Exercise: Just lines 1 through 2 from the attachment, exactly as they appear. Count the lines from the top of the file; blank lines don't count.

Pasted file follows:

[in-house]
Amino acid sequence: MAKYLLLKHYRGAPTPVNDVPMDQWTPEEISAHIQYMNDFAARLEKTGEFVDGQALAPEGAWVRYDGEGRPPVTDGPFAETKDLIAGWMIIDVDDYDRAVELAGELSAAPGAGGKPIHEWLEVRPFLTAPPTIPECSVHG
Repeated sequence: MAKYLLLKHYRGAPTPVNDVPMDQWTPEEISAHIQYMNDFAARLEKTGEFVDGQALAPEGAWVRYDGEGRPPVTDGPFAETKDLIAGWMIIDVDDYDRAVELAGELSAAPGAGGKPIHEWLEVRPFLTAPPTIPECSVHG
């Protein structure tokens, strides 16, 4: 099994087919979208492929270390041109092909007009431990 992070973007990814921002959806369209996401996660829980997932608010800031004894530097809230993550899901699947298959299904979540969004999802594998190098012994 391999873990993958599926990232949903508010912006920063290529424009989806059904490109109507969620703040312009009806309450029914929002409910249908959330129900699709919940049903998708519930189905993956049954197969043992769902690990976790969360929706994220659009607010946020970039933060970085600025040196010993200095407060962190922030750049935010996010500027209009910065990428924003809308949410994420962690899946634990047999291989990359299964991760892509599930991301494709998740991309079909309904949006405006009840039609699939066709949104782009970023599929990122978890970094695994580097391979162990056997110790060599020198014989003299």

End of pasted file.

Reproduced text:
[in-house]
Amino acid sequence: MAKYLLLKHYRGAPTPVNDVPMDQWTPEEISAHIQYMNDFAARLEKTGEFVDGQALAPEGAWVRYDGEGRPPVTDGPFAETKDLIAGWMIIDVDDYDRAVELAGELSAAPGAGGKPIHEWLEVRPFLTAPPTIPECSVHG